# Hairy ball theorem for odd-dimensional spheres

Let $$\mathbb S^n$$ be the $$n$$-sphere: $$\mathbb S^n=\left\{x \in \mathbb R^{n+1}: \left\|x\right\|=1\right\}.$$The hairy ball theorem can be formulated as follows:

If $$n$$ is even and $$f\,\colon\, \mathbb S^n \to \mathbb S^n$$ is a continuous function, then there exists at least one $$x \in \mathbb S^n$$ such that either $$f(x)=x$$ or $$f(x)=-x$$.

This is not true for odd $$n=2k-1$$, with a counterexample being $$f(x_1,\,x_2,\,\dots,\,x_{2k-1},\,x_{2k})=(-x_2,\,x_1,\,\dots,\,-x_{2k},\,x_{2k-1}).$$

But what if remove the evenness condition for $$n$$ and demand $$f$$ to be even instead? Is the following statement true?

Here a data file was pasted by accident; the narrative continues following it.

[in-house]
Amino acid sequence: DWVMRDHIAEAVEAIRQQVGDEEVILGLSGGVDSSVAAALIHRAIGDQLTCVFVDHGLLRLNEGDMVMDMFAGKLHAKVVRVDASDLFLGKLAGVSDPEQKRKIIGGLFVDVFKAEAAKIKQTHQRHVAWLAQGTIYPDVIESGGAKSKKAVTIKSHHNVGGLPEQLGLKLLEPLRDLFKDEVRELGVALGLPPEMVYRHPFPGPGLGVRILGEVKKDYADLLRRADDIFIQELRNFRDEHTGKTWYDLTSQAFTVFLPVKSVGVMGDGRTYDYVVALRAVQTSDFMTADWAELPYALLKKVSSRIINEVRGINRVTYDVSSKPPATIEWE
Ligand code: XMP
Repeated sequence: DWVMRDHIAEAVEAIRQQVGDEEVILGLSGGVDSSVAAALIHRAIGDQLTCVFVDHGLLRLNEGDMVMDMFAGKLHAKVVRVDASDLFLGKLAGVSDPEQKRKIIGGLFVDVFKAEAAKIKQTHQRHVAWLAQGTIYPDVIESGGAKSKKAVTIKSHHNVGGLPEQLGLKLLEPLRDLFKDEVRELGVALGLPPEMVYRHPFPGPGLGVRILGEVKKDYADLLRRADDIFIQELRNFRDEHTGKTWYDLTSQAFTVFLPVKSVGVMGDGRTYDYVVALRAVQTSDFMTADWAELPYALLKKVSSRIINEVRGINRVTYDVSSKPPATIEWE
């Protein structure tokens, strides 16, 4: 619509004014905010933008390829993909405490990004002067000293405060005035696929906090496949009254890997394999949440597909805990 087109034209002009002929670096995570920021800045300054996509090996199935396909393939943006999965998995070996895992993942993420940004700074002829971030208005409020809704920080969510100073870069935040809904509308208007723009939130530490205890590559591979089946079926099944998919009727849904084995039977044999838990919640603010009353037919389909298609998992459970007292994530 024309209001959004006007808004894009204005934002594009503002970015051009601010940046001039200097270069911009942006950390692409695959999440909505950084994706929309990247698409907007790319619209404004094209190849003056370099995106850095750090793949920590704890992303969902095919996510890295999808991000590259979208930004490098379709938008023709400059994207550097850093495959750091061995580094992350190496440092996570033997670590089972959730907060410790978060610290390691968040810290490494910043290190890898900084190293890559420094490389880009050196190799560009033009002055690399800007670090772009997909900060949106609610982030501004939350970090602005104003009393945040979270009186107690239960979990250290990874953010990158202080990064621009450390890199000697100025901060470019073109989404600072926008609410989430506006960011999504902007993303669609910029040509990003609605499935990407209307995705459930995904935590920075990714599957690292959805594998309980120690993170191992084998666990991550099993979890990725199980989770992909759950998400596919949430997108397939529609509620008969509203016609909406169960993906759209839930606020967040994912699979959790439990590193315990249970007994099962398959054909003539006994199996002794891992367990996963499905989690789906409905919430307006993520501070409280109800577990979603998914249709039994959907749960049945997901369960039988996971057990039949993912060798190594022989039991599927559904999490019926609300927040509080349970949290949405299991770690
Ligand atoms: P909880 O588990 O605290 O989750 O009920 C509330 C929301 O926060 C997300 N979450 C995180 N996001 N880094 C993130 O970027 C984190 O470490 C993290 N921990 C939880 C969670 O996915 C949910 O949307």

Let $$n \in \mathbb N_0$$ and $$f\,\colon\, \mathbb S^n \to \mathbb S^n$$ be a continuous function such that $$f(x)=f(-x) \;\; \forall x \in \mathbb S^n$$. Then $$f$$ has a fixed point.

This, of course, is true for even $$n$$-s, being a particular case of the hairy ball theorem. It is not hard to prove it also for $$n=1$$, but what about larger odd $$n$$-s?

The Lefschetz fixed point theorem implies that any $$f: S^n \to S^n$$ without fixed points has degree $$(-1)^{n+1}$$. But an even map $$S^n \to S^n$$ has even degree, since it factors as $$S^n \xrightarrow{q} \mathbb{R}P^n \to S^n,$$ and for odd $$n$$, $$q$$ has degree $$2$$, while for even $$n$$, $$H_n(\mathbb{R}P^n; \mathbb{Z})=0$$.